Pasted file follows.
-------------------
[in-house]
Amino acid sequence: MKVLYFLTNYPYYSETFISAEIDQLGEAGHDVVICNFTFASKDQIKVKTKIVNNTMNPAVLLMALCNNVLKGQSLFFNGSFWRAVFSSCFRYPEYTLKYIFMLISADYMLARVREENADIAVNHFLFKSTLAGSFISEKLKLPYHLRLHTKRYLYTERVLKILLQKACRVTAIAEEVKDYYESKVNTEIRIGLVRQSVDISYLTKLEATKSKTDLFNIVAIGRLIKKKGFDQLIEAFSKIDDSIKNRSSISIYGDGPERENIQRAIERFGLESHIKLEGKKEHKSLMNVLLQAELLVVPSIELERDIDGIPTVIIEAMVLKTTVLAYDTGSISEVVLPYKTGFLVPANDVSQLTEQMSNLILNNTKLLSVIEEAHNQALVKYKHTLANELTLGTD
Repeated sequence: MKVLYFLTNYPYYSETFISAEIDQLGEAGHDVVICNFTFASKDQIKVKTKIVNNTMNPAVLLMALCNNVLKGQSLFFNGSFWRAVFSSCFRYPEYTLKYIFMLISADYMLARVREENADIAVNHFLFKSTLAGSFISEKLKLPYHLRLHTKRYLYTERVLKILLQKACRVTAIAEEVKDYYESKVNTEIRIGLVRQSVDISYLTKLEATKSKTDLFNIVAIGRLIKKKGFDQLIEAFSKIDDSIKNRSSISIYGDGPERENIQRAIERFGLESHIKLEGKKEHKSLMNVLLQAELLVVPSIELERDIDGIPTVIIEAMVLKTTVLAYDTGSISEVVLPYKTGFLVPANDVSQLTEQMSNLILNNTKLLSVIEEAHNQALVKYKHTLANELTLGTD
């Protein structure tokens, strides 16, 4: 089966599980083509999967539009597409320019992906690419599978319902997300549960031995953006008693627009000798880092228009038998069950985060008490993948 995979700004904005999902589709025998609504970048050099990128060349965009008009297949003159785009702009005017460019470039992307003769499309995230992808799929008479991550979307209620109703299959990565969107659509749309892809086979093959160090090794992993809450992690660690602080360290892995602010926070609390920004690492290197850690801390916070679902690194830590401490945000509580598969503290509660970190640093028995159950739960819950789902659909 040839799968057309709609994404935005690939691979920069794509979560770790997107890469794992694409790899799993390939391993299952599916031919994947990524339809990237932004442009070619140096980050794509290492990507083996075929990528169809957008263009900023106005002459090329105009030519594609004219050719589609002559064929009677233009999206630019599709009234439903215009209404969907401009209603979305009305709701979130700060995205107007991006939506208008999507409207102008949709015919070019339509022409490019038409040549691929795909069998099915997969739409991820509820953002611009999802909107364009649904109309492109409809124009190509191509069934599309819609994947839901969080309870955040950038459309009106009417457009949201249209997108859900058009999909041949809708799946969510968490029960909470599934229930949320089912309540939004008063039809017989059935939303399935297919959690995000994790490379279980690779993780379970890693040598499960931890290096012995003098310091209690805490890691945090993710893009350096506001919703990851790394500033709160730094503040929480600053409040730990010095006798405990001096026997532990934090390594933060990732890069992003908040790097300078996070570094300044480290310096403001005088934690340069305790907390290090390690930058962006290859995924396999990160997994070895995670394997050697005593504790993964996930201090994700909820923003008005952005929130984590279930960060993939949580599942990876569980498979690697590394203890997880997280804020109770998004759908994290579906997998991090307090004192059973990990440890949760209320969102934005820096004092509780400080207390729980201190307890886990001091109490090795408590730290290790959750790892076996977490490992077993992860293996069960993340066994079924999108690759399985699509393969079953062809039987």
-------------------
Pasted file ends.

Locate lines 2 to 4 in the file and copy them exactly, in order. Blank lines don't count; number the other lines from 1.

Amino acid sequence: MKVLYFLTNYPYYSETFISAEIDQLGEAGHDVVICNFTFASKDQIKVKTKIVNNTMNPAVLLMALCNNVLKGQSLFFNGSFWRAVFSSCFRYPEYTLKYIFMLISADYMLARVREENADIAVNHFLFKSTLAGSFISEKLKLPYHLRLHTKRYLYTERVLKILLQKACRVTAIAEEVKDYYESKVNTEIRIGLVRQSVDISYLTKLEATKSKTDLFNIVAIGRLIKKKGFDQLIEAFSKIDDSIKNRSSISIYGDGPERENIQRAIERFGLESHIKLEGKKEHKSLMNVLLQAELLVVPSIELERDIDGIPTVIIEAMVLKTTVLAYDTGSISEVVLPYKTGFLVPANDVSQLTEQMSNLILNNTKLLSVIEEAHNQALVKYKHTLANELTLGTD
Repeated sequence: MKVLYFLTNYPYYSETFISAEIDQLGEAGHDVVICNFTFASKDQIKVKTKIVNNTMNPAVLLMALCNNVLKGQSLFFNGSFWRAVFSSCFRYPEYTLKYIFMLISADYMLARVREENADIAVNHFLFKSTLAGSFISEKLKLPYHLRLHTKRYLYTERVLKILLQKACRVTAIAEEVKDYYESKVNTEIRIGLVRQSVDISYLTKLEATKSKTDLFNIVAIGRLIKKKGFDQLIEAFSKIDDSIKNRSSISIYGDGPERENIQRAIERFGLESHIKLEGKKEHKSLMNVLLQAELLVVPSIELERDIDGIPTVIIEAMVLKTTVLAYDTGSISEVVLPYKTGFLVPANDVSQLTEQMSNLILNNTKLLSVIEEAHNQALVKYKHTLANELTLGTD
């Protein structure tokens, strides 16, 4: 089966599980083509999967539009597409320019992906690419599978319902997300549960031995953006008693627009000798880092228009038998069950985060008490993948 995979700004904005999902589709025998609504970048050099990128060349965009008009297949003159785009702009005017460019470039992307003769499309995230992808799929008479991550979307209620109703299959990565969107659509749309892809086979093959160090090794992993809450992690660690602080360290892995602010926070609390920004690492290197850690801390916070679902690194830590401490945000509580598969503290509660970190640093028995159950739960819950789902659909 040839799968057309709609994404935005690939691979920069794509979560770790997107890469794992694409790899799993390939391993299952599916031919994947990524339809990237932004442009070619140096980050794509290492990507083996075929990528169809957008263009900023106005002459090329105009030519594609004219050719589609002559064929009677233009999206630019599709009234439903215009209404969907401009209603979305009305709701979130700060995205107007991006939506208008999507409207102008949709015919070019339509022409490019038409040549691929795909069998099915997969739409991820509820953002611009999802909107364009649904109309492109409809124009190509191509069934599309819609994947839901969080309870955040950038459309009106009417457009949201249209997108859900058009999909041949809708799946969510968490029960909470599934229930949320089912309540939004008063039809017989059935939303399935297919959690995000994790490379279980690779993780379970890693040598499960931890290096012995003098310091209690805490890691945090993710893009350096506001919703990851790394500033709160730094503040929480600053409040730990010095006798405990001096026997532990934090390594933060990732890069992003908040790097300078996070570094300044480290310096403001005088934690340069305790907390290090390690930058962006290859995924396999990160997994070895995670394997050697005593504790993964996930201090994700909820923003008005952005929130984590279930960060993939949580599942990876569980498979690697590394203890997880997280804020109770998004759908994290579906997998991090307090004192059973990990440890949760209320969102934005820096004092509780400080207390729980201190307890886990001091109490090795408590730290290790959750790892076996977490490992077993992860293996069960993340066994079924999108690759399985699509393969079953062809039987």